Full funding of the law would be a major step toward making it more effective, Fajen argues.
By that yardstick, the No Child law was crippled from the start by inadequate funding. In the first year, authorized funding stood at $26.4 billion, but Congress appropriated $22.2 billion, leaving a funding gap of $4.2 billion, according to NEA statistics. In fact, the sharp gap between authorization and appropriation has widened over the years. By 2009, the cumulative gap between what was authorized and what was appropriated totaled more than $85 billion.
Congress passed no education funding bill for the 2009 fiscal year, which began Oct. 1. Instead, it passed a continuing resolution. That means that the funding level for education won't change for the next fiscal year, but the new Congress could change that with a new funding bill.
More Funding Under Obama?
Although he has to focus first on economic issues, Obama has said that he intends to spend more on education and to change some policies.
Obama's website says "teachers should not be forced to spend the academic year preparing students to fill in bubbles on standardized tests," a comment that certainly would bring cheering from teachers who say they spend the school year teaching the test and they don't get much opportunity to tap their own creativity to help children learn.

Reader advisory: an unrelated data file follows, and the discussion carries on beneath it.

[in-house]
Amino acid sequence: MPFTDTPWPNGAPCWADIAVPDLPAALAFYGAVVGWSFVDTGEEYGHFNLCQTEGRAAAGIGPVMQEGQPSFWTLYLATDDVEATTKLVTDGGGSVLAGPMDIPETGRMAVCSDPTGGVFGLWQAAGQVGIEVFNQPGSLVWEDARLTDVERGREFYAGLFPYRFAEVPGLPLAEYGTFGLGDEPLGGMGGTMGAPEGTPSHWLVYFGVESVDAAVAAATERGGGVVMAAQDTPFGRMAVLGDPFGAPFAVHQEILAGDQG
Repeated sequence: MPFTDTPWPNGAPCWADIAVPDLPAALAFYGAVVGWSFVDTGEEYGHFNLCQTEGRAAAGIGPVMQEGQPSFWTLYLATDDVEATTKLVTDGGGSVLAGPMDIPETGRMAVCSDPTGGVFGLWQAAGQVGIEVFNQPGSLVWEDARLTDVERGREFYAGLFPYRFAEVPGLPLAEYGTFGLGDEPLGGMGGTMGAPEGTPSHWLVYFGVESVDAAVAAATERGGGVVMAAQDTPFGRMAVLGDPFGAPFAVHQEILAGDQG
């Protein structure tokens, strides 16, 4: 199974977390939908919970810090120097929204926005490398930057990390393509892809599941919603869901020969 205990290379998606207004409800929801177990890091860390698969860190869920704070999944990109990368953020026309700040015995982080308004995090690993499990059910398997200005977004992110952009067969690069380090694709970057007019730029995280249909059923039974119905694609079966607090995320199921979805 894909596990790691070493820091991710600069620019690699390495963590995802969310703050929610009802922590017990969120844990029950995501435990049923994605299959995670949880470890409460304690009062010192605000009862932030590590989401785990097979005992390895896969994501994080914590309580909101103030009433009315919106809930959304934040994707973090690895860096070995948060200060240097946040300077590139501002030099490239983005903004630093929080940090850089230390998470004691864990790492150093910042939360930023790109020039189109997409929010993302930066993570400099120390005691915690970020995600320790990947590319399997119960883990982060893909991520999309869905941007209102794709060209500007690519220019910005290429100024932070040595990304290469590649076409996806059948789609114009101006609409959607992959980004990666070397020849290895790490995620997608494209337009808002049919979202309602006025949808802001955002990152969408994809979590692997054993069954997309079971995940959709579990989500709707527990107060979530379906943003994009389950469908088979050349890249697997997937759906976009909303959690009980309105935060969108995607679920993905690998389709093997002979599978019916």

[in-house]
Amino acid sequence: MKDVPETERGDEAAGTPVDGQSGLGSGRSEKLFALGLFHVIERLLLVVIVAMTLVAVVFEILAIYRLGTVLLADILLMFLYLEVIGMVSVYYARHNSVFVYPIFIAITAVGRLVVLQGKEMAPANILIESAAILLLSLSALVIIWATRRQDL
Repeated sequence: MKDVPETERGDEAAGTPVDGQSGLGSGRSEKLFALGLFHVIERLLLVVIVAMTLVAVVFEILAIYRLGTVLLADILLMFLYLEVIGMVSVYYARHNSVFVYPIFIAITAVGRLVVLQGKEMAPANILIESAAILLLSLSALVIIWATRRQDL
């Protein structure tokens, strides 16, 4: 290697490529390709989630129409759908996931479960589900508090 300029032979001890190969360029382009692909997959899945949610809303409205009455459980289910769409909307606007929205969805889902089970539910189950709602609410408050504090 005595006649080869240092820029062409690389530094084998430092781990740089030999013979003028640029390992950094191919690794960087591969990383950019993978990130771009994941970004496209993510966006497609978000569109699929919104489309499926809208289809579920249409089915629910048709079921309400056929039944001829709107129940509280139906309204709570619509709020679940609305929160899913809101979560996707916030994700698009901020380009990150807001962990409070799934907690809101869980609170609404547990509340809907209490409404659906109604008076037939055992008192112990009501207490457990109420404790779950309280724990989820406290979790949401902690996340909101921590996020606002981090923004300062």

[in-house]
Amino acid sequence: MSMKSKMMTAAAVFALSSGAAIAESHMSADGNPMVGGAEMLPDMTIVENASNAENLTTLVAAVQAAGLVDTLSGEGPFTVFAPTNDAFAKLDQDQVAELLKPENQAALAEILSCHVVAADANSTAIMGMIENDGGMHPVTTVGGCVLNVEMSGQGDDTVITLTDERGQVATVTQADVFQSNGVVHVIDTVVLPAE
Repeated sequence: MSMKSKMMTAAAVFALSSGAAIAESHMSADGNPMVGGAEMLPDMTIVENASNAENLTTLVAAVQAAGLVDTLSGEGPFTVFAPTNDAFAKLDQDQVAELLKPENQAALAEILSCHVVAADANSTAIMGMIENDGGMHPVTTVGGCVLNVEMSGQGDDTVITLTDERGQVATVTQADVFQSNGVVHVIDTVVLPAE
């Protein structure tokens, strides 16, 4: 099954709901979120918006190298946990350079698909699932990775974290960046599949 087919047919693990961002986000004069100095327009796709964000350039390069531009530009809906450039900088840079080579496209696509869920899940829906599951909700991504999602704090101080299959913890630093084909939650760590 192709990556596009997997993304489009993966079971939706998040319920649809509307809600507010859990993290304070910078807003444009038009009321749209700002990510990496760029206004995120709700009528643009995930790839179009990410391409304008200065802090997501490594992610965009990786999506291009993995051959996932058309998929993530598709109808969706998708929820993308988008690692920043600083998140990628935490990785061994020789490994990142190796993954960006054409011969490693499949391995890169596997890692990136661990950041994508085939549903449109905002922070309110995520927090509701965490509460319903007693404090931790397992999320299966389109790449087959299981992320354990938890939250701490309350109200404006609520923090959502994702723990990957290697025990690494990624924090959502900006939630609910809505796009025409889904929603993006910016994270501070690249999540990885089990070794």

Obama promises not only to boost funding for No Child but also to demand accountability by "supporting schools that need improvement, rather than punishing them."
He also proposes a "Zero to Five" plan of early care and education for infants and promises to help states move toward universal pre-school.
Obama doesn't say how much his No Child and early education measures will cost or where he will get the money to pay for them, but these steps are applauded by educators in Missouri.
"This isn't an endorsement of Barack Obama, but increases in early childhood education funding would be beneficial," says Johnson of the state Department of Education.
Getting kids prepared at an early age, he says, will make a lot of difference in how they perform later in life, in the classroom and on MAP and other tests.
Given the state of the national economy, however, no state officials would predict whether Obama would be able to channel more money into No Child Left Behind or other education initiatives.